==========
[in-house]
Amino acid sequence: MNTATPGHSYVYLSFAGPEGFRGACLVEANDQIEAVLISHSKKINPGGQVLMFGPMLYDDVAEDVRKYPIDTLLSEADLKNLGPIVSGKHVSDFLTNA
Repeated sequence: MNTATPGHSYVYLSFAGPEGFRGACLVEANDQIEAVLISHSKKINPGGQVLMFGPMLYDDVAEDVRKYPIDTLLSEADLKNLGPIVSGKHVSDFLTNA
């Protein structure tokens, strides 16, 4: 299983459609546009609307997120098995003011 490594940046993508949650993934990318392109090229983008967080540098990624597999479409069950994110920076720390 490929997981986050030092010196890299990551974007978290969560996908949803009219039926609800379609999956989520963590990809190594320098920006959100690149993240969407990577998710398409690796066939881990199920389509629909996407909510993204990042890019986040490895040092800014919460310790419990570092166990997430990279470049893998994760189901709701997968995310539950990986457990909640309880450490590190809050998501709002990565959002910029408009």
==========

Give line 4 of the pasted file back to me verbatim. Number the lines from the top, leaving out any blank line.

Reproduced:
């Protein structure tokens, strides 16, 4: 299983459609546009609307997120098995003011 490594940046993508949650993934990318392109090229983008967080540098990624597999479409069950994110920076720390 490929997981986050030092010196890299990551974007978290969560996908949803009219039926609800379609999956989520963590990809190594320098920006959100690149993240969407990577998710398409690796066939881990199920389509629909996407909510993204990042890019986040490895040092800014919460310790419990570092166990997430990279470049893998994760189901709701997968995310539950990986457990909640309880450490590190809050998501709002990565959002910029408009």